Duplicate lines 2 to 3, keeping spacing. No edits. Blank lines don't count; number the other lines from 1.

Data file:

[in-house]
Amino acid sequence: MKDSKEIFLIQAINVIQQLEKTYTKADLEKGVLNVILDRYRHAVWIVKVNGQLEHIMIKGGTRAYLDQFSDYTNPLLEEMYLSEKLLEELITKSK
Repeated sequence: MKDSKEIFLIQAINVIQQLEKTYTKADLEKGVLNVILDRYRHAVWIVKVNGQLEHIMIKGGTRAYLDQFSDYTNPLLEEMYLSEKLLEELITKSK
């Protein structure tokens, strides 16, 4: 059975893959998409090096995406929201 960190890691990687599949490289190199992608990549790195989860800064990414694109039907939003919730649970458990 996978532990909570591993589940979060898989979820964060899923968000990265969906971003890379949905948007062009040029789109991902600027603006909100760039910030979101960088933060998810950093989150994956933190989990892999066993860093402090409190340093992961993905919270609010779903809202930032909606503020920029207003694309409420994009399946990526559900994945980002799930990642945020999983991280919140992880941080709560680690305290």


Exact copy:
Amino acid sequence: MKDSKEIFLIQAINVIQQLEKTYTKADLEKGVLNVILDRYRHAVWIVKVNGQLEHIMIKGGTRAYLDQFSDYTNPLLEEMYLSEKLLEELITKSK
Repeated sequence: MKDSKEIFLIQAINVIQQLEKTYTKADLEKGVLNVILDRYRHAVWIVKVNGQLEHIMIKGGTRAYLDQFSDYTNPLLEEMYLSEKLLEELITKSK